Some political analysts, such as Paul Jacob, have suggested that it is in America’s best interest to actually decrease campaign funding regulations even further. According to Jacob, though the current system allows the potential for a group of wealthy donors to fund campaigns that would otherwise flop, the voters still ultimately decide on each candidacy.
On a similar note, Bradley Smith says that the best solution to the campaign finance debate is to simply embrace the higher spending. He says that in this case, “the cure is worse than the disease”. Before Buckley v. Valeo in 1976, the concept of regulating campaign finance was virtually non-existent. Smith argues that legislative responses to the increase in “big money” have done next to nothing to prevent it from continuing, therefore we are better off allowing money to send a mass message.
On the opposite end of the spectrum, Craig Holman of Public Citizen believes that the solution to the campaign finance ordeal must involve advocating for the public financing of elections, as well as overturning Citizens United.
Lee Drutman, following a similar mindset, has a unique solution to the issue: creating a matching system for small donors. Following the same precedent as New York’s current system, this Government By the People Act would provide a $6 match from public funding for every $1 a candidate raises from a small donor. According to Holman, this method would encourage candidates to “connect broadly with constituents first and directly—not only through massive ad-buys after they’ve raised their millions”.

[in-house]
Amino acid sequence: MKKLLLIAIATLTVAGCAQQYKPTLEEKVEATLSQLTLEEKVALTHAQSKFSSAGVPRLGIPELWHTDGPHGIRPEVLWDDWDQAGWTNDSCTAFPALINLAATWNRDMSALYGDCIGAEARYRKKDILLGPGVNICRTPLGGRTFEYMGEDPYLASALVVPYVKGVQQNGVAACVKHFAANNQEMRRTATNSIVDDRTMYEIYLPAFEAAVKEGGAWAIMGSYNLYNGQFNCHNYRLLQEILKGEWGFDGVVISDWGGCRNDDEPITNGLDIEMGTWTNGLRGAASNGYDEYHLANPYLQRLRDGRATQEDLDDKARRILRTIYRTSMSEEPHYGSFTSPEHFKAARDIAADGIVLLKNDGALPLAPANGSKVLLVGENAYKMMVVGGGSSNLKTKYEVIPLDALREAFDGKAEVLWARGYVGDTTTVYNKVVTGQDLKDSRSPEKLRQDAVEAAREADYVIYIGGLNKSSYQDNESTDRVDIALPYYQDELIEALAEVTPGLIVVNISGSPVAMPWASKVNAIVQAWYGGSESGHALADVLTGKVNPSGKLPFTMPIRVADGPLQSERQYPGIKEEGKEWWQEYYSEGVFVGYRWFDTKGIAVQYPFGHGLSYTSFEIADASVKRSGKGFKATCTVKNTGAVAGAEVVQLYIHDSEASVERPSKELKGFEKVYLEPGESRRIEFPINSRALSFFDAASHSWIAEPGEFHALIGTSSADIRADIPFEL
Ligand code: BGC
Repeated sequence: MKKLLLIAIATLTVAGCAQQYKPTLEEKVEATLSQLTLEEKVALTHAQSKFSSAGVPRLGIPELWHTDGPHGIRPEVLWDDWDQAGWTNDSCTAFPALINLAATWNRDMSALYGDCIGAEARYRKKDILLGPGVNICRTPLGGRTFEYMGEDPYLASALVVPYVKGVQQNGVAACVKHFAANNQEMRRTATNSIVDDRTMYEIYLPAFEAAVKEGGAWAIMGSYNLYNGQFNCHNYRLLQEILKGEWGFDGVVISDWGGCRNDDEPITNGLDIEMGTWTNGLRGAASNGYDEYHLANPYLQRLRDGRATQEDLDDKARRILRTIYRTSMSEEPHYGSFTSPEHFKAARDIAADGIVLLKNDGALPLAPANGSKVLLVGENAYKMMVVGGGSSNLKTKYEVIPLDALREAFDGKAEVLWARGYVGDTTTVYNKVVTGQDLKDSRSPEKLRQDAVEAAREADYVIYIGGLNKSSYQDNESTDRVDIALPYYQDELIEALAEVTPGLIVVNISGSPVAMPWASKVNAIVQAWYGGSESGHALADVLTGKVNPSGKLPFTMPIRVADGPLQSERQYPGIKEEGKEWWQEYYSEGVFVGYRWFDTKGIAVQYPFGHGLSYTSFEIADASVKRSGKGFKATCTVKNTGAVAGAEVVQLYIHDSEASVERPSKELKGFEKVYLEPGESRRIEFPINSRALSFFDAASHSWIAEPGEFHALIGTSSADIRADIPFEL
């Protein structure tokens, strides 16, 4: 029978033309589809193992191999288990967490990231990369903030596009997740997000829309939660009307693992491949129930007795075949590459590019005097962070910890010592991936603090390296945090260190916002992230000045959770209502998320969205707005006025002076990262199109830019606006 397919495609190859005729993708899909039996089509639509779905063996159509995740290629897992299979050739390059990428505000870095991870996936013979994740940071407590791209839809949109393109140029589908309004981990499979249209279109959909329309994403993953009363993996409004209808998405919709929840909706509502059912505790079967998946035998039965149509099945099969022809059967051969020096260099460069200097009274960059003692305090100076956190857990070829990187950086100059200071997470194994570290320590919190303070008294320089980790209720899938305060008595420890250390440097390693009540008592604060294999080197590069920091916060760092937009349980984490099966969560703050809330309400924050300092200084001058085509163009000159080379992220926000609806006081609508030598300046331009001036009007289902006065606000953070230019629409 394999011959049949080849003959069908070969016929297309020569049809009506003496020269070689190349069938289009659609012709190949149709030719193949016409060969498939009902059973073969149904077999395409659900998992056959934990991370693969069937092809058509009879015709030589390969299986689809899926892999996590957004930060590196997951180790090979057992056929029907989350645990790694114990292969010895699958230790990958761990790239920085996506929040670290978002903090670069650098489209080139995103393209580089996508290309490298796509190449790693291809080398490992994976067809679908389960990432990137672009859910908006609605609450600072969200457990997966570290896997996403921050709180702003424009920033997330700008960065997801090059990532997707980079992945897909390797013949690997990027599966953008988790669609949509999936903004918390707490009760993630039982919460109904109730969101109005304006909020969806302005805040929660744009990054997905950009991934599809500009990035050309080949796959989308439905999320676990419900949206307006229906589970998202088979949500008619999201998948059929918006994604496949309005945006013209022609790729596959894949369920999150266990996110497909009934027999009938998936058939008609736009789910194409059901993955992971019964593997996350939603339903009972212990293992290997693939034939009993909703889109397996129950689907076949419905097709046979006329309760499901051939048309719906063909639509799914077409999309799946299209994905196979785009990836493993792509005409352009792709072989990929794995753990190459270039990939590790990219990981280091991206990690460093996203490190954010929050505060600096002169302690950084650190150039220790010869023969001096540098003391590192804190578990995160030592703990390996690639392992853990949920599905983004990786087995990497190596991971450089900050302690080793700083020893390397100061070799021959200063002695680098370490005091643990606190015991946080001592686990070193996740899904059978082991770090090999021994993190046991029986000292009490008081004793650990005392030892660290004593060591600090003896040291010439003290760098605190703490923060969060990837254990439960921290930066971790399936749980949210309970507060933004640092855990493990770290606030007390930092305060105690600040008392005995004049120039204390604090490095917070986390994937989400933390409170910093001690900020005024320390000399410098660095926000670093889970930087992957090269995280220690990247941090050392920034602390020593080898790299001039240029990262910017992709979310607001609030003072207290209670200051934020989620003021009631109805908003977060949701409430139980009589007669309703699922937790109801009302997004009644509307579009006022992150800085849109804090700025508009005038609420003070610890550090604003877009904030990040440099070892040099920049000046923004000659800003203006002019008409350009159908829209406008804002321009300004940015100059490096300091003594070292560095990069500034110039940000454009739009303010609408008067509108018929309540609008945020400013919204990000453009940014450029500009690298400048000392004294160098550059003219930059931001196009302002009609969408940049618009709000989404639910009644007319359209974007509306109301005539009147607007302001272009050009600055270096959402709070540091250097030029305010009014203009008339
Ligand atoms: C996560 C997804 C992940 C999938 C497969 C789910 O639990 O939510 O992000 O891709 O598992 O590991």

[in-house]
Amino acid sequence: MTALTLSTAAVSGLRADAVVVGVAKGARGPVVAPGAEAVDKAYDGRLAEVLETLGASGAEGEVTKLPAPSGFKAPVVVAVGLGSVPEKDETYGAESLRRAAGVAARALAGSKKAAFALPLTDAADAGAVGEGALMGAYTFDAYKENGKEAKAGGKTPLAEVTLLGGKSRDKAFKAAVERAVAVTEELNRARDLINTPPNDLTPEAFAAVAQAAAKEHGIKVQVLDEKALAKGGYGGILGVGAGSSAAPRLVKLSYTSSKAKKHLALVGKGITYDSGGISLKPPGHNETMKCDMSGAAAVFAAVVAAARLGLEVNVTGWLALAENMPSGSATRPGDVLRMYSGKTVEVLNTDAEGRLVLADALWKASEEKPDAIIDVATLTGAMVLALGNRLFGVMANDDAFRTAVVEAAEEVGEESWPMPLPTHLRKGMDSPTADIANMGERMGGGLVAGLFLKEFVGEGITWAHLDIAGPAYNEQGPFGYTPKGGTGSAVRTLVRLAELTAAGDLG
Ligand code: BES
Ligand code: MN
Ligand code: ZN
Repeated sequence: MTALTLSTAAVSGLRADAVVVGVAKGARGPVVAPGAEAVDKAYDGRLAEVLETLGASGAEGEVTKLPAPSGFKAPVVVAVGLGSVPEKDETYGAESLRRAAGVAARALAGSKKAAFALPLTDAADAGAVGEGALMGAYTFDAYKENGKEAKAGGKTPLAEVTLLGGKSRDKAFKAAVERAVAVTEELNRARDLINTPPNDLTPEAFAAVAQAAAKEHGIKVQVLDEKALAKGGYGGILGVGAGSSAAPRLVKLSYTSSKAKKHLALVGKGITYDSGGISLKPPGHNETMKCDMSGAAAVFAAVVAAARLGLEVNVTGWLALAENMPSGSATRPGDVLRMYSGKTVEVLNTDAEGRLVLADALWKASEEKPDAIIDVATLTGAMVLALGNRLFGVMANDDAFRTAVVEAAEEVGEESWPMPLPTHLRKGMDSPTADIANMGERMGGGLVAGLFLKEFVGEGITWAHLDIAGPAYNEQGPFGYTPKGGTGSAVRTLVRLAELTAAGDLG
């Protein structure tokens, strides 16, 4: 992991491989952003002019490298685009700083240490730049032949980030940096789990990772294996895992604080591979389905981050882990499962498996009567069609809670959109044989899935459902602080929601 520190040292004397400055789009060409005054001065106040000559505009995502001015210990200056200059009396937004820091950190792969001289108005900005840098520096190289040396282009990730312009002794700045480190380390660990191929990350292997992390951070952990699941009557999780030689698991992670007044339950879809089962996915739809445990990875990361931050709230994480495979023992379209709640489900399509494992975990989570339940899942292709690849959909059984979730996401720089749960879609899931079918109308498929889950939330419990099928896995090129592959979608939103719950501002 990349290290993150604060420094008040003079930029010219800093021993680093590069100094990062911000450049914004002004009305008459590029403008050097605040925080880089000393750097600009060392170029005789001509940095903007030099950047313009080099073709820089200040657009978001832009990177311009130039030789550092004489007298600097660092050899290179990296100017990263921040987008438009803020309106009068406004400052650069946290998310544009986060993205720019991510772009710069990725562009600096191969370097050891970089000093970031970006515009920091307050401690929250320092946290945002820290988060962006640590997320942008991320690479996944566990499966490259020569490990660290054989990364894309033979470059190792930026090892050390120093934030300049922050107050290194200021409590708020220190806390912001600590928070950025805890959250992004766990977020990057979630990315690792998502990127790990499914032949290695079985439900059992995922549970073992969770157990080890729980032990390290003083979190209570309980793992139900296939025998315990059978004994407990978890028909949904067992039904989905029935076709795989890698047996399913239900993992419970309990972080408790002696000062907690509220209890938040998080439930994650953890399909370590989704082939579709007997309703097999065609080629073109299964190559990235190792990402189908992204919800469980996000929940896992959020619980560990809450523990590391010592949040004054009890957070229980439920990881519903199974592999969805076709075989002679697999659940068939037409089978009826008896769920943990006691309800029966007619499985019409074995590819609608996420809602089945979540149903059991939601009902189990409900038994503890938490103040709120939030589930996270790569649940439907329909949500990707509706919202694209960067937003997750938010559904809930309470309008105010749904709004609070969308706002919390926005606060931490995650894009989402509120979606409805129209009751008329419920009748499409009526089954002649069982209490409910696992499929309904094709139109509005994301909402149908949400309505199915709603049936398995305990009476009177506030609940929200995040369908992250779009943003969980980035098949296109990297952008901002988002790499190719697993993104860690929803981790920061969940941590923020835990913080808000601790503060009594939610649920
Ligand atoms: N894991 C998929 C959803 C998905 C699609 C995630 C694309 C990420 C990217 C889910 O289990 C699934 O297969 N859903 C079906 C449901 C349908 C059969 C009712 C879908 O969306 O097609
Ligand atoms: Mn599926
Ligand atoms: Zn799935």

Another proposed solution by Maplight data director Miriam Marks involves a more direct and thorough approach to donation disclosure. According to Marks, current disclosure regulations allow Super PAC’s to avoid disclosing their donors for months after contributions were made. These regulations are even more lax with 501(c)(4) groups, who are currently not legally required to disclose donor information at all.
Marks insists that a stricter disclosure policy would not only better educate the public about the true state of campaign finance, but would also force corporations and other wealthy donors to think twice about their actions before their contributions are made a matter of public record.
As with most political issues, there is most likely no “black or white” answer to the question of campaign finance. Though many politicians are reluctant to address the issue, those that do often give a simple “yes” or “no” when asked whether or not campaign finance reform is currently needed.
With their reputations and the votes of their constituents at stake, the idea of discussing finances at length is an uncomfortable one for most who hold office. As some constituents demand campaign finance reform, we will see more officials of both parties weighing in on this bipartisan issue.
Haley Engle is a student at Middle Tennessee State University, majoring in Political Science. She was an intern with Vote Smart in the Biographies Department. For more information on internship opportunities with Vote Smart, contact us at firstname.lastname@example.org or by calling 1-888-VOTE-SMART.